Insufficient and untimely: EU gas price ceiling expires

As winter sets in in Europe and temperatures drop across the continent, EU members continue to struggle to reach an agreement to cap gas prices. This is an even more difficult issue to implement than the ceiling on the cost of Russian oil, since a possible restriction on the price of blue fuel applies to all, without exception, suppliers of demanded raw materials to the EU.

Time for a decision is running out, and disagreements continue in the European Commission over the very idea of ​​\u150b\u275blimitation and size. JP Morgan analysts believe that for the price ceiling to make sense, it needs to be set at or below XNUMX euros per MWh. From the point of view of logic, the proposal is justified, but it will instantly lead to the loss of all attractiveness in the eyes of traders and raw materials suppliers in Europe, which, of course, will only aggravate the crisis. The alternative is an EU proposal of XNUMX euros per MWh, which drew laughter from experts. In other words, there is no easy solution.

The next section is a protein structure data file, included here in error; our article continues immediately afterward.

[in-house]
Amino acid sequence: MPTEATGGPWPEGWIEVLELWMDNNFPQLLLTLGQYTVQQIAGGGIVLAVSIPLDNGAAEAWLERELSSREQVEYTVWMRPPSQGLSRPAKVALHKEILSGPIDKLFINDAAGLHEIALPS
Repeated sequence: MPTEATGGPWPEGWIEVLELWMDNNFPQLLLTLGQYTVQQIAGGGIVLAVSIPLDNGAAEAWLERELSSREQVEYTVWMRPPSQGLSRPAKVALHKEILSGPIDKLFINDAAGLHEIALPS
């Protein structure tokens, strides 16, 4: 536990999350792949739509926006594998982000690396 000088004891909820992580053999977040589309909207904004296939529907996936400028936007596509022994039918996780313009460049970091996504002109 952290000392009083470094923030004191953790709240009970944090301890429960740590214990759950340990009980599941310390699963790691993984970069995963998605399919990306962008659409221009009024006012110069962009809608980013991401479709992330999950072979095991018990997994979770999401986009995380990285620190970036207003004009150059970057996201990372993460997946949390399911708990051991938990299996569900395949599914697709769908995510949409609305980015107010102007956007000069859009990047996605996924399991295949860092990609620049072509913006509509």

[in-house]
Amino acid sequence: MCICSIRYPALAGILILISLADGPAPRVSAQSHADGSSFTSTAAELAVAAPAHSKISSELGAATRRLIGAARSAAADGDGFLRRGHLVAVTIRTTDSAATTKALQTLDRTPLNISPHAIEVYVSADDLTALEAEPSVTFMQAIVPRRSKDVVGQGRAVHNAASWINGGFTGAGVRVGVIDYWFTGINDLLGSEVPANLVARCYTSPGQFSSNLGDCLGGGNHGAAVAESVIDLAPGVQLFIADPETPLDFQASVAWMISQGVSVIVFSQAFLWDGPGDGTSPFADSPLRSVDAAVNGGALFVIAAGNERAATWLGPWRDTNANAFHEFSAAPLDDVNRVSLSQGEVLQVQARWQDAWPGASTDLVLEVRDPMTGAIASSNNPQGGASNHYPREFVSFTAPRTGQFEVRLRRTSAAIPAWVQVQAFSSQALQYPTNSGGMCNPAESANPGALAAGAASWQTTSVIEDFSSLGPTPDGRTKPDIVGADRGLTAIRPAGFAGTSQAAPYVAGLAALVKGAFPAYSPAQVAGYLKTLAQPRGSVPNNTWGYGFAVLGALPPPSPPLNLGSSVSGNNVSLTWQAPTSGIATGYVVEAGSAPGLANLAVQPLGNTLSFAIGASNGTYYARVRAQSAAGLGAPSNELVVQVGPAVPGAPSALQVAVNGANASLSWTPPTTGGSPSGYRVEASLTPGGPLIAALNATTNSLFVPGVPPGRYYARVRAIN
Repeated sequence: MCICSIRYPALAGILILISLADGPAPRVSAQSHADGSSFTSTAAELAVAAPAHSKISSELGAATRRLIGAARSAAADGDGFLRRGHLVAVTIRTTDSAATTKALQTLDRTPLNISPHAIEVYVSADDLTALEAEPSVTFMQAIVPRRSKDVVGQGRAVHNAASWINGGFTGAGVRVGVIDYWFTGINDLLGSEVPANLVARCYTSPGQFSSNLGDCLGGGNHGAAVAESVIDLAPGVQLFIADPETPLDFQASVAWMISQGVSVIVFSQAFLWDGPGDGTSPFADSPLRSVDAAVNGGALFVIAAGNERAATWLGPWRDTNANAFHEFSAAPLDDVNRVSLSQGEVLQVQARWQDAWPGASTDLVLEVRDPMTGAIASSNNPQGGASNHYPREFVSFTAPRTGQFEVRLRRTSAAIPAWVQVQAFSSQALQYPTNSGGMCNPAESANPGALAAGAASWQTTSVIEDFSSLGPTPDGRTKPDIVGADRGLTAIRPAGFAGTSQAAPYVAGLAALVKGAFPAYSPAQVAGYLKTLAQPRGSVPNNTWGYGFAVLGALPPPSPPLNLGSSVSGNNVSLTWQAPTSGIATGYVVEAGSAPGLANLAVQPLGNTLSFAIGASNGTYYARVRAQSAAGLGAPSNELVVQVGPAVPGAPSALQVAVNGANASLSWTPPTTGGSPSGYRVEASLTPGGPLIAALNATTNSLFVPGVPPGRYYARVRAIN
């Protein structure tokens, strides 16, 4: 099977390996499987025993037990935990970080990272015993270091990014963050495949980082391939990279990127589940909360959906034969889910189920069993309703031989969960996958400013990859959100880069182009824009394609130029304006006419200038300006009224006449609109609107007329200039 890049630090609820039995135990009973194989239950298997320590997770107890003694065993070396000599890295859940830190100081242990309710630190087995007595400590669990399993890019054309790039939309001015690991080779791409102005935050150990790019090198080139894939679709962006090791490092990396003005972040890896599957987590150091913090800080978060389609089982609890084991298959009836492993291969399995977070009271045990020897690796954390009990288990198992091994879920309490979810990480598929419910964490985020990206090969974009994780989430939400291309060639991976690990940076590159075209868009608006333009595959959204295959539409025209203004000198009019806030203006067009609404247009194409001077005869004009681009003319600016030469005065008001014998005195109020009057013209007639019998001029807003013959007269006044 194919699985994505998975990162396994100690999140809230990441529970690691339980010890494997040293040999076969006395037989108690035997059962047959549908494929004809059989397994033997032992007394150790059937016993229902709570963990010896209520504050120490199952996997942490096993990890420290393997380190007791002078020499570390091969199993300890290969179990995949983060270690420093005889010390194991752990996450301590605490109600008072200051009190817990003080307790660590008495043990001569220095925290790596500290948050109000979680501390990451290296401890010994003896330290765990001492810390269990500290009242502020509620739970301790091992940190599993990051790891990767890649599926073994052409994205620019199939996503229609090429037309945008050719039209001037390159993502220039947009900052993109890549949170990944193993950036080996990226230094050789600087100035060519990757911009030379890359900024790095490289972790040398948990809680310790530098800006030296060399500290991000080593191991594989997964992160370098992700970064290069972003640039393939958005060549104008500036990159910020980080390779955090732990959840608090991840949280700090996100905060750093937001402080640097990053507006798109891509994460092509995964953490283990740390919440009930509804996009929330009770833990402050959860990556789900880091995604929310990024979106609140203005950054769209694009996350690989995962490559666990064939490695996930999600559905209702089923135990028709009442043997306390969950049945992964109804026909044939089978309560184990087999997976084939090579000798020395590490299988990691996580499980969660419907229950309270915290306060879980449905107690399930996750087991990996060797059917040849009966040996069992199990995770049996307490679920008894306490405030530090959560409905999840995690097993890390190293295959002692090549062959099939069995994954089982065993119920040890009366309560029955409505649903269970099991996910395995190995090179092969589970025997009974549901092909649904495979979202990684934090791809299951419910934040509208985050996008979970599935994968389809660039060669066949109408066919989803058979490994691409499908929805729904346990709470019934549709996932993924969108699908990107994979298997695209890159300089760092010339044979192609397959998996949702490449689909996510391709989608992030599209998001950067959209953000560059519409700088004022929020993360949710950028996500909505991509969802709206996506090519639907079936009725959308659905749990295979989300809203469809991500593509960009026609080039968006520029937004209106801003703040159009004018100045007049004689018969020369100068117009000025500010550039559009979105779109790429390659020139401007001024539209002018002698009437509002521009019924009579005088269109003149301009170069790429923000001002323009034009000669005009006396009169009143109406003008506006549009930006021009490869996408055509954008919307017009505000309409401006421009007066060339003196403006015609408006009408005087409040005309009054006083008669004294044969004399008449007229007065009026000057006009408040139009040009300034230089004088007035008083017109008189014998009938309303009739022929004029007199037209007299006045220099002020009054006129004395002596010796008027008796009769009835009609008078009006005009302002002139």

To be fair, governments in Europe have tried to support the most vulnerable, often through direct payments, to help them cover their energy costs, but this may not be a long-term solution, especially if the government's most important task is to reduce energy consumption in order to cope with the situation with the reserves already available.

Ultimately, whatever the EU agrees on a price cap, it will be untimely and not enough. Winter is no longer coming, it has come, the frosts have begun, and for millions of Europeans there is a choice between paying exorbitant bills or freezing. In this case, of course, the choice is most obvious.
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